The poster child for this exciting food movement was Noma (voted the best restaurant in the world on at least 4 occasions), and where they pioneered, others followed. Nowadays, Copenhagen is a well-trodden route in foodie circles, with restaurants offering conceptual tasting menus such as Geranium and Restaurant Marv & Ben pushing the boundaries. In the summer, don’t miss Copenhagen’s many street food markets. The Bridge Street Kitchen is probably our favourite, offering regional dishes from across the world with views of the harbour.


    photo by City Foodsters (CC BY 2.0) modified


    Ludlow, UK

    Ludlow is a quaint market town in Shropshire, but it belies its small size thanks to the rich culinary offerings found in the restaurants and bistros that occupy historical, half-timber houses in the town square. This leafy corner of England is most definitely in farming country, and that shows in the fantastic produce available throughout the year. The best time for foodies to visit Ludlow is during the annual food festival in September.

    La Becasse is probably the stand-out restaurant in town owing to its years of Michelin-starred fame, but don’t overlook the simple yet stylish British cuisine served at Mortimers. For lunch, head to The Fish House and feast on a sharing platter that’s piled high with the best produce from Britain’s waters – crab, lobster, prawns and smoked fish – with freshly baked bread and a crisp, locally produced cider.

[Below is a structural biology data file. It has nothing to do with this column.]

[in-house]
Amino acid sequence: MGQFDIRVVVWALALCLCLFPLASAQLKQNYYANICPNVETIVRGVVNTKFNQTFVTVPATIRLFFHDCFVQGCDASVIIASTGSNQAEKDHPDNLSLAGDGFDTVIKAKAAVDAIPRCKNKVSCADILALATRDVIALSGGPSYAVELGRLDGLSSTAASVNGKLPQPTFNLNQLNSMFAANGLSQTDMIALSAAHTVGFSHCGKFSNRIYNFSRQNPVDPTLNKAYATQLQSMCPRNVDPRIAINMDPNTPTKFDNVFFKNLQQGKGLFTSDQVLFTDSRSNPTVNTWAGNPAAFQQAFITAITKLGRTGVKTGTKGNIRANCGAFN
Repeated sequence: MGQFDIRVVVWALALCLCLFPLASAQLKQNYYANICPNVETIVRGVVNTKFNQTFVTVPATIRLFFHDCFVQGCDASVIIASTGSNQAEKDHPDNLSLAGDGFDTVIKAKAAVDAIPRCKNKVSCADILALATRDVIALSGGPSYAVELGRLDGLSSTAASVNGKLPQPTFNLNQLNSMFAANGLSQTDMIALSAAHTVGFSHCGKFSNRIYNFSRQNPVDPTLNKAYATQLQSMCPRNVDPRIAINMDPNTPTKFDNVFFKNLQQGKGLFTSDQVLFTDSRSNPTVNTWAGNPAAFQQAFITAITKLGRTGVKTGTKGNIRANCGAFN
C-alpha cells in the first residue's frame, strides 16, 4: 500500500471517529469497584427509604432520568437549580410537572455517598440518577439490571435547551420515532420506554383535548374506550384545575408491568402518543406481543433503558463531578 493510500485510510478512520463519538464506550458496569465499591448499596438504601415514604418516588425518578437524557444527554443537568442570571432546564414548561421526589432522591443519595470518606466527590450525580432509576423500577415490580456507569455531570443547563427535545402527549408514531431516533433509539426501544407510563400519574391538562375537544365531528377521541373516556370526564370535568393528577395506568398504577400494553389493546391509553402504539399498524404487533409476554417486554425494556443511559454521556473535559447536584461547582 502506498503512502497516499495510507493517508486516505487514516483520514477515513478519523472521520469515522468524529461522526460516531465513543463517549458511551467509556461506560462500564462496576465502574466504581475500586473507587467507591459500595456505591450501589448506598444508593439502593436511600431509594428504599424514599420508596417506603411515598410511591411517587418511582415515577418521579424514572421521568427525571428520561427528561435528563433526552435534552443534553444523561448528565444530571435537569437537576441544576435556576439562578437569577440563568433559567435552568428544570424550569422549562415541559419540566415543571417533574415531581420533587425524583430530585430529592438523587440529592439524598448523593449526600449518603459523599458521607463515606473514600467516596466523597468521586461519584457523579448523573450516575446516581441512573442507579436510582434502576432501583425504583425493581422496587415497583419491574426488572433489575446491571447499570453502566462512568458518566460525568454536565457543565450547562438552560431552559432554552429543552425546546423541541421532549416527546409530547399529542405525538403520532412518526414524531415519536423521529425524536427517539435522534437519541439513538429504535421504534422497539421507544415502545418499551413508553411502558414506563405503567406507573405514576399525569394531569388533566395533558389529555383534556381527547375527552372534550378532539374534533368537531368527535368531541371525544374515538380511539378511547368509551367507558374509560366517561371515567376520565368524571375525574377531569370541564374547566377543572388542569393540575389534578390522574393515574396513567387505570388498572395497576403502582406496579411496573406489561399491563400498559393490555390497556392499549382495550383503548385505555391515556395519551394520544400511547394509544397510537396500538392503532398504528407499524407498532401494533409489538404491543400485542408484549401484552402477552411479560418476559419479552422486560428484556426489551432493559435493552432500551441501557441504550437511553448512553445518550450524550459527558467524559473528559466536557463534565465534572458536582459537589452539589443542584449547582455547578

Girona, Spain

    Girona is a small town in Catalonia that packs a huge punch when it comes to quality food. The city is surrounded by ancient city walls and it’s easy to walk along the cobblestone streets looking for your next foodie adventure. Local markets, independent bakeries and cute cheese shops are fascinating to explore. For a great choice of restaurants, head to Placa de la Independencia on the west bank of the Onyar River. 

    Vermouth is the drink of choice in Girona, and you’ll find plenty of wine bars offering this tasty tipple along with pintxos tapas bites. For food on the go, you can’t go wrong with a butifarra sausage baguette. For something sweet, try some deep-fried chou pastries filled with fresh cream called xiuxos.


    San Gimignano, Italy

    San Gimignano offers visitors a snapshot of ancient Tuscany, and it’s also a culinary hotspot of repute. Charming, family-run osterias line the narrow alleys offering concise menus, and fragrant notes of rosemary and basil hang in the air around this pretty Tuscan village. Tuscan food is all about seasonal ingredients, and as such the meals you eat will often depend on the time of the year. It could be a wild boar stew, pappardelle pasta with truffles, or a lighter dish like cannellini beans in tomato and garlic. 

    Quality food doesn’t always equate to fancy food, and Tuscan cuisine sums this up well. For a street food snack you can eat on the go, look out for lampredotto sandwiches, made from cow’s stomach that’s stewed in herbs and tomatoes. It’s cheap, quick to make, and rich in flavour. Another delight of dining in San Gimignano – a UNESCO world architectural heritage town – is the selection of excellent vineyards nearby producing delicate and inexpensive Vernaccia white wine.


    Porto, Portugal

    Porto is the flag-bearer for Portuguese cuisine, with a nice mix of traditional markets and modern, fine-dining restaurants. Head to the riverside in Porto to find a glut of restaurants, cafes and wine bars. The traditional zingy flavour of Portuguese piri-piri, made with chili, garlic and peppers, is probably the most famous flavour of Portugal, but there’s plenty more to get your teeth into.  

    Try to seek out a plate of tripas à moda do Porto. It’s a stew of meat, tripe, and white beans that has a long history in Porto – goes great with a glass of port wine (what else?). For a local lunch, a popular local meal is a bowl of francesinha. It’s a mixed meat sandwich covered in cheese and a thick, spicy sauce. They’re served all over town.

    Paul Smith | Compulsive Traveller